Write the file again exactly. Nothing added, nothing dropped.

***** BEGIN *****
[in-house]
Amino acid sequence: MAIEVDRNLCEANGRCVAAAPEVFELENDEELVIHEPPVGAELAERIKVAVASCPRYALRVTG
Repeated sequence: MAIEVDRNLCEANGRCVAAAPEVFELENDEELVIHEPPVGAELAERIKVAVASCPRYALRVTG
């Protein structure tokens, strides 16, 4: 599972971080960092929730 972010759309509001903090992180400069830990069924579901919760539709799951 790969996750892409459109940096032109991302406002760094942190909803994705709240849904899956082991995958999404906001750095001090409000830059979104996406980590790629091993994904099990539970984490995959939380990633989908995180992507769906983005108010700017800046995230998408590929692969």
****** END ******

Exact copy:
[in-house]
Amino acid sequence: MAIEVDRNLCEANGRCVAAAPEVFELENDEELVIHEPPVGAELAERIKVAVASCPRYALRVTG
Repeated sequence: MAIEVDRNLCEANGRCVAAAPEVFELENDEELVIHEPPVGAELAERIKVAVASCPRYALRVTG
């Protein structure tokens, strides 16, 4: 599972971080960092929730 972010759309509001903090992180400069830990069924579901919760539709799951 790969996750892409459109940096032109991302406002760094942190909803994705709240849904899956082991995958999404906001750095001090409000830059979104996406980590790629091993994904099990539970984490995959939380990633989908995180992507769906983005108010700017800046995230998408590929692969």